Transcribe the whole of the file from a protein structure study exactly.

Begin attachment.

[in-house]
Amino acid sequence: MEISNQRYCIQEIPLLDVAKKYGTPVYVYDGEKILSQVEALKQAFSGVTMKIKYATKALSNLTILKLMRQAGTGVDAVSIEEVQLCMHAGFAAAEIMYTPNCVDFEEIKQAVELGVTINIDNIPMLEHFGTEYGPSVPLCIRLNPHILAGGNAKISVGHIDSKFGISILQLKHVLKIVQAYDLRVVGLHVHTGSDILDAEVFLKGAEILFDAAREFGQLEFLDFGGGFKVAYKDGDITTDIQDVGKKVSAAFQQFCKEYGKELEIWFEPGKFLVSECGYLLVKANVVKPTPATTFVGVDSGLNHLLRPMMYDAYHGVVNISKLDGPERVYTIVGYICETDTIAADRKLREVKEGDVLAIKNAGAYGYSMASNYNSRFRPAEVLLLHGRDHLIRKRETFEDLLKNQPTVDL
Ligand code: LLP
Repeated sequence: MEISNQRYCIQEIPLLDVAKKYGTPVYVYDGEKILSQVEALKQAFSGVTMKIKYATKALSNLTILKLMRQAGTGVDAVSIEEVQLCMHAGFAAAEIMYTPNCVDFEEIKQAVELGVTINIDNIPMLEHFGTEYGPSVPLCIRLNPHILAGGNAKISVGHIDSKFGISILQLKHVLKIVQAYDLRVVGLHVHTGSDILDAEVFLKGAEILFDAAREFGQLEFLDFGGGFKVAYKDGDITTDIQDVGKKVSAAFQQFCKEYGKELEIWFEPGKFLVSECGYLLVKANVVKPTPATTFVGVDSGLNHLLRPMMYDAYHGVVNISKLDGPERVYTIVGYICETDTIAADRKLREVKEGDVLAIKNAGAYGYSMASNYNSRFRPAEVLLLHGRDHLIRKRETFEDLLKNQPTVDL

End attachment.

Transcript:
[in-house]
Amino acid sequence: MEISNQRYCIQEIPLLDVAKKYGTPVYVYDGEKILSQVEALKQAFSGVTMKIKYATKALSNLTILKLMRQAGTGVDAVSIEEVQLCMHAGFAAAEIMYTPNCVDFEEIKQAVELGVTINIDNIPMLEHFGTEYGPSVPLCIRLNPHILAGGNAKISVGHIDSKFGISILQLKHVLKIVQAYDLRVVGLHVHTGSDILDAEVFLKGAEILFDAAREFGQLEFLDFGGGFKVAYKDGDITTDIQDVGKKVSAAFQQFCKEYGKELEIWFEPGKFLVSECGYLLVKANVVKPTPATTFVGVDSGLNHLLRPMMYDAYHGVVNISKLDGPERVYTIVGYICETDTIAADRKLREVKEGDVLAIKNAGAYGYSMASNYNSRFRPAEVLLLHGRDHLIRKRETFEDLLKNQPTVDL
Ligand code: LLP
Repeated sequence: MEISNQRYCIQEIPLLDVAKKYGTPVYVYDGEKILSQVEALKQAFSGVTMKIKYATKALSNLTILKLMRQAGTGVDAVSIEEVQLCMHAGFAAAEIMYTPNCVDFEEIKQAVELGVTINIDNIPMLEHFGTEYGPSVPLCIRLNPHILAGGNAKISVGHIDSKFGISILQLKHVLKIVQAYDLRVVGLHVHTGSDILDAEVFLKGAEILFDAAREFGQLEFLDFGGGFKVAYKDGDITTDIQDVGKKVSAAFQQFCKEYGKELEIWFEPGKFLVSECGYLLVKANVVKPTPATTFVGVDSGLNHLLRPMMYDAYHGVVNISKLDGPERVYTIVGYICETDTIAADRKLREVKEGDVLAIKNAGAYGYSMASNYNSRFRPAEVLLLHGRDHLIRKRETFEDLLKNQPTVDL